India says China laying cables to bolster communications at border flashpoint

Reuters Ladakh, India Sep 15, 2020, 08.48 AM(IST)

File photo of India-China border. Photograph:( Zee News Network )

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Such cables, which would provide forward troops with secure lines of communication to bases in the rear, have recently been spotted to the south of Pangong Tso lake in the Himalayan region of Ladakh, a senior government official said.

Two Indian officials on Tuesday said soldiers from the People's Liberation Army were laying a network of optical fibre cables at a western Himalayan flashpoint in India.

According to the officials, the PLA intends to stay on the border for a long time and hence it is trying to strengthen its communication system.

Such cables, which would provide forward troops with secure lines of communication to bases in the rear, have recently been spotted to the south of Pangong Tso lake in the Himalayan region of Ladakh, a senior government official said.

Also read: Days after India, China foreign ministry-level talks, situation remains unchanged at LAC

China's foreign ministry did not immediately respond to questions on the matter, while defence officials could not immediately be reached for comment.

However, a statement posted on the Chinese embassy's website on Monday, Ambassador Sun Weidong was quoted as saying: "... Indian ministries had claimed that Indian troops "pre-empted" Chinese military activity on the south bank of Pangong Tso Lake, which obviously revealed that they are illegally trespassing (along) the LAC and (trying to) change status quo in border areas."

Days after Indian and Chinese foreign ministers met in Moscow, situation remains unchanged at the line of actual control (LAC) in eastern Ladakh.

Thousands of Indian and Chinese troops backed by tanks and aircraft are locked in an uneasy stalemate along a 70 km-long front to the south of the lake. Each country has accused the other of escalating the standoff.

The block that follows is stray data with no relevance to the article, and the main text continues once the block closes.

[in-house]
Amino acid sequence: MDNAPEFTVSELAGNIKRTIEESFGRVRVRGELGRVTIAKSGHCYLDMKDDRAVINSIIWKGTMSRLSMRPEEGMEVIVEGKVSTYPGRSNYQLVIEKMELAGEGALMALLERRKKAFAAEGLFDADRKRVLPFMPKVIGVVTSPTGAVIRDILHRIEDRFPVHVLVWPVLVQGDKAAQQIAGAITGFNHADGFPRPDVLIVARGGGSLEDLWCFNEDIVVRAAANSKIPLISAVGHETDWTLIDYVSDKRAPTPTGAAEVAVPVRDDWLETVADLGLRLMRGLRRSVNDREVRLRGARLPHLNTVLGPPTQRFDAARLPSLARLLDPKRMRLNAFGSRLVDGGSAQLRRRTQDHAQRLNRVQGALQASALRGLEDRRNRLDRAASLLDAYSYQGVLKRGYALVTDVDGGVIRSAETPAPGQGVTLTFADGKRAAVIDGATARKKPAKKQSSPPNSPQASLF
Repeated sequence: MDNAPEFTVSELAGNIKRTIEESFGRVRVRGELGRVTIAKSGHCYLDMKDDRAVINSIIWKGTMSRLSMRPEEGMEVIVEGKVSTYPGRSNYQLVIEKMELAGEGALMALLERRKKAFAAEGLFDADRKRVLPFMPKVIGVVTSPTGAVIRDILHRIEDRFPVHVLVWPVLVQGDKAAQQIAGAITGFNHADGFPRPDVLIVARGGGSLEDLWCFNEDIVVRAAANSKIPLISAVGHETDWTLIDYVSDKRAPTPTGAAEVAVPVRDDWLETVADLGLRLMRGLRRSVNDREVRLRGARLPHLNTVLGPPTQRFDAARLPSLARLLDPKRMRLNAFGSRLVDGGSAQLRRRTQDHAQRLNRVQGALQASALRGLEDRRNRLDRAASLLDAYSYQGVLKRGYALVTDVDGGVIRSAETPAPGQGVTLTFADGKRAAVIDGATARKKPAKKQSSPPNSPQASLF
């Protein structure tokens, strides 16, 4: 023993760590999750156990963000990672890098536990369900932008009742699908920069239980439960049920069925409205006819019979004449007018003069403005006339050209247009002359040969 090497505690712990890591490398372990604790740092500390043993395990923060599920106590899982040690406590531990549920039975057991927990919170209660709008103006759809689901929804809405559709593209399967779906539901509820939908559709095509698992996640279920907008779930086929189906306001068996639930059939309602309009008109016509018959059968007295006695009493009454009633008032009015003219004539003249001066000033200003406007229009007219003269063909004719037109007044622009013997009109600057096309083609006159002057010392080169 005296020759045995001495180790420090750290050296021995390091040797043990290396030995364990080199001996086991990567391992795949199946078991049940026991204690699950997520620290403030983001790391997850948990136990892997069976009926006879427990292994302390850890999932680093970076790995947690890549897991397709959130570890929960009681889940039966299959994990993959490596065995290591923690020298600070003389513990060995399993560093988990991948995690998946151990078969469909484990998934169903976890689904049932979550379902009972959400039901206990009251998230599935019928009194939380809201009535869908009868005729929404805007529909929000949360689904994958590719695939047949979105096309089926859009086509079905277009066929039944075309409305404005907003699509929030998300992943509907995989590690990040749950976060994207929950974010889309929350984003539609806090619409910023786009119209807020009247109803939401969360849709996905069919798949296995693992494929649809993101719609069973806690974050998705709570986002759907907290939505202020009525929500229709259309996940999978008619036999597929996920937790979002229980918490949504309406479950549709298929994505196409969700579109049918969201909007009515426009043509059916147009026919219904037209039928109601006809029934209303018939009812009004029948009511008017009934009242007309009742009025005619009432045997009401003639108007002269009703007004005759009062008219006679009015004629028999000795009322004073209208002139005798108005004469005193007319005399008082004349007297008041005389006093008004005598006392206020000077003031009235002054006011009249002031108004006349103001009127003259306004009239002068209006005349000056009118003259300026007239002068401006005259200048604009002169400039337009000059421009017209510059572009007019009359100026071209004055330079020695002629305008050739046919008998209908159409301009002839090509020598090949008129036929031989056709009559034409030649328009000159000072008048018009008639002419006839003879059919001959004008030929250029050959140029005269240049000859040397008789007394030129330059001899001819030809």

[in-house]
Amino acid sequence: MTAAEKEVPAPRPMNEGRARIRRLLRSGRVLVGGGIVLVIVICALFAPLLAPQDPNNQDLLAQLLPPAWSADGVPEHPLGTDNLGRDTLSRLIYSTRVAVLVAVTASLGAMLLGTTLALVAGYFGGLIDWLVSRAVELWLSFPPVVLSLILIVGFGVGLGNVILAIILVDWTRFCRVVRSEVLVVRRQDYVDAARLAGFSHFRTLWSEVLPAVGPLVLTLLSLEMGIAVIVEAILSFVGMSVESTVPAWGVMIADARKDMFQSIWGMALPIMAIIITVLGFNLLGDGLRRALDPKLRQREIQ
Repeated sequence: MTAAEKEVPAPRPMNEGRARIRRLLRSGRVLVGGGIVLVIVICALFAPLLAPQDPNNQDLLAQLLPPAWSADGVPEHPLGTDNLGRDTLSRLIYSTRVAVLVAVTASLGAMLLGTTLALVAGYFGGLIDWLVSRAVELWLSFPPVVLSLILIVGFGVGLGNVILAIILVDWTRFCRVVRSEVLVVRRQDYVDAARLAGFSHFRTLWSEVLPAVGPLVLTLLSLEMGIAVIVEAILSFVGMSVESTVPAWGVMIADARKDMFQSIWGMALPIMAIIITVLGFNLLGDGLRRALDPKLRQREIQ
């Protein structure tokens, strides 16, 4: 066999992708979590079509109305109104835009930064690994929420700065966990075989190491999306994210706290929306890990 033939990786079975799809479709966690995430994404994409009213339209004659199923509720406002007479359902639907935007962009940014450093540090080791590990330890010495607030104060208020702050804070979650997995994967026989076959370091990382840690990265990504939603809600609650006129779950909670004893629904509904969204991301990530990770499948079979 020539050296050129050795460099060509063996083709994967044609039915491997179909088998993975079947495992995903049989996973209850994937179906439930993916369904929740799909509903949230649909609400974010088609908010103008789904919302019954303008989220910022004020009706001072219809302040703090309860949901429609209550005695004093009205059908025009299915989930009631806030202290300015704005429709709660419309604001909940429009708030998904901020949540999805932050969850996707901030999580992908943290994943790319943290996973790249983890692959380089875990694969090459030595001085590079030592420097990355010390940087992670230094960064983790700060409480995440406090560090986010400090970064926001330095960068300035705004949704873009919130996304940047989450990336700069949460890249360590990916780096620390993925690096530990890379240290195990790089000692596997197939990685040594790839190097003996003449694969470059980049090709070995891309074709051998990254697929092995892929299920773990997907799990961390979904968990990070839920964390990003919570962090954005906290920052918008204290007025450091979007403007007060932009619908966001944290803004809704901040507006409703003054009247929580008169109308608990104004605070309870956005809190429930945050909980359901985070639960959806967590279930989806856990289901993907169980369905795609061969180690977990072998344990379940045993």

Also read: India defeats China, becomes member of United Nations's ECOSOC

A third Indian official said on Monday that there had been no significant withdrawals or reinforcements on either side since the foreign ministers of the two countries met last week.

"It is as tense as earlier," he said.

Above Leh, Ladakh's main city, Indian fighter planes flew throughout the morning, their engines booming and echoing across the valley surrounded by brown, barren mountains.

"Our biggest worry is that they have laid optical fibre cables for high-speed communications," the first official said, referring to the lake's southern bank, where Indian and Chinese troops are only a few hundred metres apart at some points.

"They have been laying optical fibre cables on the southern bank at breakneck speed," he said.

Indian intelligence agencies noted similar cables to the north of the Pangong Tso lake around a month ago, the second government official said.

The first Indian government official said the authorities were alerted to such activity after satellite imagery showed unusual lines in the sand of the high-altitude deserts to the south of Pangong Tso.

These lines were judged by Indian experts, and corroborated by foreign intelligence agencies - to be communication cables laid in trenches, he said, including near the Spanggur gap, among hilltops where soldiers fired in the air recently for the first time in decades.

Indian officials say a build-up in border infrastructure on their side is also likely to have played a part in the months-long confrontation.

The Chinese have complained about India building roads and air strips in and around their disputed border, and Beijing says this triggered tensions along the border.

A former Indian military intelligence official, who declined to be named because of the sensitivity of the matter, said optical fibre cables offered communications security as well as the ability to send data such as pictures and documents.

"If you speak on radio, it can get caught. Communications on optical fibre cables is secure," he said.